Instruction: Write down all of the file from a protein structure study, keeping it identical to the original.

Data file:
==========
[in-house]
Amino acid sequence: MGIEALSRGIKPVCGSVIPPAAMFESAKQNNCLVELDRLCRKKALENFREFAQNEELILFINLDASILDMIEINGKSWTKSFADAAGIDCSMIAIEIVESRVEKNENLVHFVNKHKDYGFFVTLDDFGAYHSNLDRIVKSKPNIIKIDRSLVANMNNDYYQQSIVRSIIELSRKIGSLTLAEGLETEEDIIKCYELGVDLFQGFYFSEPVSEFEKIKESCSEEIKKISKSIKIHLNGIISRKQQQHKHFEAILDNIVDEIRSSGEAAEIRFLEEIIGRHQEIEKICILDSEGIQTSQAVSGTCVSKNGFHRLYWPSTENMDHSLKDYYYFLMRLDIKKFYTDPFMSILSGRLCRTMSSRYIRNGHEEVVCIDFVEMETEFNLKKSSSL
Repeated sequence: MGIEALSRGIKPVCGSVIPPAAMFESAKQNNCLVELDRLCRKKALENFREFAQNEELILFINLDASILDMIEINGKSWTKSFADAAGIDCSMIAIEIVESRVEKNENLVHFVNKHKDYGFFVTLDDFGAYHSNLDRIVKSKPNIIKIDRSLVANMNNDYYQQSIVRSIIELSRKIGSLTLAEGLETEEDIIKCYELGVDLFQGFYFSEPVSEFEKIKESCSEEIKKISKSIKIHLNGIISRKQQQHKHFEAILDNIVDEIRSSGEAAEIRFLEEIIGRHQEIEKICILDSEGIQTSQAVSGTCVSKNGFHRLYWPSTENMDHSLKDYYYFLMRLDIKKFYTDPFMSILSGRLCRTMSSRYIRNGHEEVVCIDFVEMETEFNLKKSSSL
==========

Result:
[in-house]
Amino acid sequence: MGIEALSRGIKPVCGSVIPPAAMFESAKQNNCLVELDRLCRKKALENFREFAQNEELILFINLDASILDMIEINGKSWTKSFADAAGIDCSMIAIEIVESRVEKNENLVHFVNKHKDYGFFVTLDDFGAYHSNLDRIVKSKPNIIKIDRSLVANMNNDYYQQSIVRSIIELSRKIGSLTLAEGLETEEDIIKCYELGVDLFQGFYFSEPVSEFEKIKESCSEEIKKISKSIKIHLNGIISRKQQQHKHFEAILDNIVDEIRSSGEAAEIRFLEEIIGRHQEIEKICILDSEGIQTSQAVSGTCVSKNGFHRLYWPSTENMDHSLKDYYYFLMRLDIKKFYTDPFMSILSGRLCRTMSSRYIRNGHEEVVCIDFVEMETEFNLKKSSSL
Repeated sequence: MGIEALSRGIKPVCGSVIPPAAMFESAKQNNCLVELDRLCRKKALENFREFAQNEELILFINLDASILDMIEINGKSWTKSFADAAGIDCSMIAIEIVESRVEKNENLVHFVNKHKDYGFFVTLDDFGAYHSNLDRIVKSKPNIIKIDRSLVANMNNDYYQQSIVRSIIELSRKIGSLTLAEGLETEEDIIKCYELGVDLFQGFYFSEPVSEFEKIKESCSEEIKKISKSIKIHLNGIISRKQQQHKHFEAILDNIVDEIRSSGEAAEIRFLEEIIGRHQEIEKICILDSEGIQTSQAVSGTCVSKNGFHRLYWPSTENMDHSLKDYYYFLMRLDIKKFYTDPFMSILSGRLCRTMSSRYIRNGHEEVVCIDFVEMETEFNLKKSSSL